DIR: Justin Lin • WRI: Chris Morgan • PRO: Vin Diesel, Neal H. Moritz , Clayton Townsend . • DOP: Stephen F. Windon • ED:Greg D’Auria, Kelly Matsumoto, Christian Wagner • DES: Jan Roelfs • Cast: Tea Falco, Jacopo Olmo Antinori, Sonia Bergamasco, Veronica Lazar
Director Justin Lin (also directed the previous three instalments) brings us the latest episode in this now long-running series of films.
Picking up fairly quickly from where we left off in Fast & Furious 5 (a.k.a. Fast 5) we find Brian O’Connor (Paul Walker) and Dominic Toretto (Vin Diesel) racing through the back roads of some undisclosed country to arrive at the birth of Brian and Mia Toretto’s (Jordana Brewster) baby. After the multi-million dollar heist of the last movie Dom and his crew are ‘out of the game’, but sadly this is not to last. Agent Luke Hobbs (Dwayne Johnson) needs the help of Team Toretto to stop the latest car obsessed international criminal. A former S.A.S. operative by the name of Owen Shaw (Luke Evans). Shaw has been rampaging across Europe collecting the components for a ‘tech bomb’ said to be worth billions. What’s more Letty Ortiz (Michelle Rodriguez), the until recently thought dead girlfriend of Dom, is one of his crew. It’s up to Dom, Brian, Roman (Tyrese Gibson), Tej (Ludacris), Giselle (Gal Gadot) and Han (Sung Kang) along with Hobbs and his new sidekick Riley (Gina Carano) to stop Shaw and try to bring Letty back home.
For a series as long-running as the Fast & Furious family (the first movie was released in 2001) to have a coherent story the writers either need to have an excellent vision for where the characters are headed or be proficient in the use of redactive flashbacks. Conveniently it would seem that screenplay writer Chris Morgan is very safely in the latter category. The myriad relationships that have developed over the course of the franchise begin to verge on the levels of a soap opera in this, the sixth chapter of a story that began its life centred around the idea of driving cars very quickly in a straight line. The resurrection of the amnesiac Letty is not the only change to the Fast universe. It seems that the placement of ‘Tokyo Drift’ in the time line alters with each new movie released. Although there would appear to be a fairly definitive line drawn under that issue at the end of Fast & Furious 6.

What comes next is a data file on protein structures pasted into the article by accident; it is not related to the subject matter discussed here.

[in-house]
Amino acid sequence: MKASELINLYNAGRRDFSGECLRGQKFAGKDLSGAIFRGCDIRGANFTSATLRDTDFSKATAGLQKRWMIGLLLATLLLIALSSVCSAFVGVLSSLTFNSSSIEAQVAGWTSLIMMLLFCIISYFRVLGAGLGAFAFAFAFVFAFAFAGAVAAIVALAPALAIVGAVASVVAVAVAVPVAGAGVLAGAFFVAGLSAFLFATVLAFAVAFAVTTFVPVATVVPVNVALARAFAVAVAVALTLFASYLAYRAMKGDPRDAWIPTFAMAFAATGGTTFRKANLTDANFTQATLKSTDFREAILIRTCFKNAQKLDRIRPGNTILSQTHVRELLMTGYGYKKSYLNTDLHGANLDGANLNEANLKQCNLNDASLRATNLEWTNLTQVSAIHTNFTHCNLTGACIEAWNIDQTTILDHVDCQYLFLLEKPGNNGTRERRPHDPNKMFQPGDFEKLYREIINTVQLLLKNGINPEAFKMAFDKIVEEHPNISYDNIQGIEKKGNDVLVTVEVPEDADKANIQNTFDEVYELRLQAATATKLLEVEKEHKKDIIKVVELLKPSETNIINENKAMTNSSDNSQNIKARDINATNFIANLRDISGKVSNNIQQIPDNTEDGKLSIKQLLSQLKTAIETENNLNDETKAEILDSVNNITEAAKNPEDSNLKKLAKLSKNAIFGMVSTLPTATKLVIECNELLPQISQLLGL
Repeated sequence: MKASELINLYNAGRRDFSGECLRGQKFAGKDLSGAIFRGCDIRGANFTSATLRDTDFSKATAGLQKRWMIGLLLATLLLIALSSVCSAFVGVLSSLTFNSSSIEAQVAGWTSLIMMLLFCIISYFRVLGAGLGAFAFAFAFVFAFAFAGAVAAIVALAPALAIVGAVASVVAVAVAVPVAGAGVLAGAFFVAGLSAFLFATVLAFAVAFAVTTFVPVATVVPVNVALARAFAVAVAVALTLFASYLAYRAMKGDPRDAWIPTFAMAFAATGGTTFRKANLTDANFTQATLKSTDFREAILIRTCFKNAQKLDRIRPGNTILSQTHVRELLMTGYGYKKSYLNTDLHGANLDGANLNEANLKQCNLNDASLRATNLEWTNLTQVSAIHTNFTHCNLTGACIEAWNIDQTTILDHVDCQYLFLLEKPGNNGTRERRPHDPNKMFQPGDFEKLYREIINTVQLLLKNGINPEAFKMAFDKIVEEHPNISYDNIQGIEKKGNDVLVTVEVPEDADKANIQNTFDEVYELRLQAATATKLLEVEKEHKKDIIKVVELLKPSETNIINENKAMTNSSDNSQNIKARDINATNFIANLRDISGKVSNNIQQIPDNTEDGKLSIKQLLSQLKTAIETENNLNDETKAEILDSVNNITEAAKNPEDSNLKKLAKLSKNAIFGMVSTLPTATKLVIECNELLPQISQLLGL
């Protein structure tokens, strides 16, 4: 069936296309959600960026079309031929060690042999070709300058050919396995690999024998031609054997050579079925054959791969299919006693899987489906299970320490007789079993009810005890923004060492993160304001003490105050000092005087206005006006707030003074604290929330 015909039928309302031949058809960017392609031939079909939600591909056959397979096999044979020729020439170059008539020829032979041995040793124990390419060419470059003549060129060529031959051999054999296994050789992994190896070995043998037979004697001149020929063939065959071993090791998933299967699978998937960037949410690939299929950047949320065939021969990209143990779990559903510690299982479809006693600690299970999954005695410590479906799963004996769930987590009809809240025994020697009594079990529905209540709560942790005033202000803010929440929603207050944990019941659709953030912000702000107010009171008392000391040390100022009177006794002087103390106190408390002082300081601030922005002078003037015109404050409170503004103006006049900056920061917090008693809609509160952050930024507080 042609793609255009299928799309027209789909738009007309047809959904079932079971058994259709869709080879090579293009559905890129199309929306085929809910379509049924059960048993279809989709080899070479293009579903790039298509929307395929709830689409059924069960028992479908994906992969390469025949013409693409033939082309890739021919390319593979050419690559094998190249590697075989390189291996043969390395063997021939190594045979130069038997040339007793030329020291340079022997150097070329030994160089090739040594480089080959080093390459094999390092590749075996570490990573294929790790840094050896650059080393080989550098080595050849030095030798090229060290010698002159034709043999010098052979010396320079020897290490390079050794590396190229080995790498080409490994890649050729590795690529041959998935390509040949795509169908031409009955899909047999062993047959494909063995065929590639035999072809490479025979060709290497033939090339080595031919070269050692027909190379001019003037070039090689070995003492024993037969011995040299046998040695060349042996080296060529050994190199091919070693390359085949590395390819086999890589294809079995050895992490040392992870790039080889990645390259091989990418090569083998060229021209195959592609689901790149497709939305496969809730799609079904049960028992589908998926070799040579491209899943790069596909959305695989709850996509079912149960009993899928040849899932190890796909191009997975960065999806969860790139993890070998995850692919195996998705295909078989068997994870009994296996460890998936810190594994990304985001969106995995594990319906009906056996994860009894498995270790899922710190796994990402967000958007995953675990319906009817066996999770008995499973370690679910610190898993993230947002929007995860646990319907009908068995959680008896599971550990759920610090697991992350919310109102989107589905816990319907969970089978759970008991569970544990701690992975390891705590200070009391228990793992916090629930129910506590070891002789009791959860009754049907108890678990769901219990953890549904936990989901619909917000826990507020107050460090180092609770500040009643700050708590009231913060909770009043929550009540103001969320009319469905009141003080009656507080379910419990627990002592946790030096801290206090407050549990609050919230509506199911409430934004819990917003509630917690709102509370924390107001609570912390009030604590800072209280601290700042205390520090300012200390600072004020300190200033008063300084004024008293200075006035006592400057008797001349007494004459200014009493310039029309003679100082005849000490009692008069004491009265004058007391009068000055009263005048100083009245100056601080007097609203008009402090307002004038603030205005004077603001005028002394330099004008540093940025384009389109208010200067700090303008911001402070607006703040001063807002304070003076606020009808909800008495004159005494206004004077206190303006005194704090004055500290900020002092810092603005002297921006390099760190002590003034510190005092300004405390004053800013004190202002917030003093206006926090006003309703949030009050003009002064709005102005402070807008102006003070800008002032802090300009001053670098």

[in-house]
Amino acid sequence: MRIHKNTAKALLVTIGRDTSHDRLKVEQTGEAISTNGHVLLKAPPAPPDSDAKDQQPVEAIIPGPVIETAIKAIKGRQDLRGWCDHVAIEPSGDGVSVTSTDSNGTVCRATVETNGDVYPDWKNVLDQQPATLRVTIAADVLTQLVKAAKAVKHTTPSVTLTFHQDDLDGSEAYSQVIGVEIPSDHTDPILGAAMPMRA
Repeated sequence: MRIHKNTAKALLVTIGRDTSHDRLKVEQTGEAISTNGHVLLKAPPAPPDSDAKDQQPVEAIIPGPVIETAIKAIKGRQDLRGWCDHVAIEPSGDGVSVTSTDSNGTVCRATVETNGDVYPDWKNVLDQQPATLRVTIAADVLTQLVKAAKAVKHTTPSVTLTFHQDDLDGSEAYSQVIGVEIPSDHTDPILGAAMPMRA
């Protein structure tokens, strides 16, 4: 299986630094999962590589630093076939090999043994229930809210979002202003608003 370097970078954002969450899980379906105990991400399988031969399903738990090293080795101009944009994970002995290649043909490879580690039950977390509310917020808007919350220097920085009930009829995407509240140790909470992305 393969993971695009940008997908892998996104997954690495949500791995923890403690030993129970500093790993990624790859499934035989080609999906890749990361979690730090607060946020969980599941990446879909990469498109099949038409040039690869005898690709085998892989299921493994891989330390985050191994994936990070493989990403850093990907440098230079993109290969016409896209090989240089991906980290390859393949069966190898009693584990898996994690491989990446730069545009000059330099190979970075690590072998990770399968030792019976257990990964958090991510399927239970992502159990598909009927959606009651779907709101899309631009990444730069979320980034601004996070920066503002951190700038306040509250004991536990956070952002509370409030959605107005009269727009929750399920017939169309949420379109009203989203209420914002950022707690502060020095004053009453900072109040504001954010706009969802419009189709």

Attempting to break the mould of one big heist or race per movie Dom and his team are now pitted against a similar skilled group of adversaries. Predominantly set in London, and with such well-matched rivals, the stage is set for lots of impressive, tense chases down narrow streets and busy thoroughfares as well as blistering fight scenes. Sadly, there seem to be comparatively few of these. The cars undertake their usual incredible feats but they are edited in such a way that no blurry, unsteady shot lasts for more than a second or two and it’s hard to get an overall idea of what’s going on. This leaves the film without a sense of tension or impetus. With the notable exception of one battle in an underground station the fight scenes also lack coherence. Incoherence is, in fact, the largest problem suffered by the film. The plot comes across as an incidental series of events to get the characters from one self-referential moment or clichéd piece of dialogue to the next. With that being said, if you have come to see Fast & Furious 6 for the plot and dialogue you are in the wrong place.
Fans of the franchise (of which there are many) will likely adore this as another adrenalin-fuelled, testosterone-heavy blast. If you are not already a fan then either go back to the beginning and try to become one or avoid this offering altogether.
Rated 12A (see IFCO website for details)
Fast & Furious 6 is released on 17th May 2013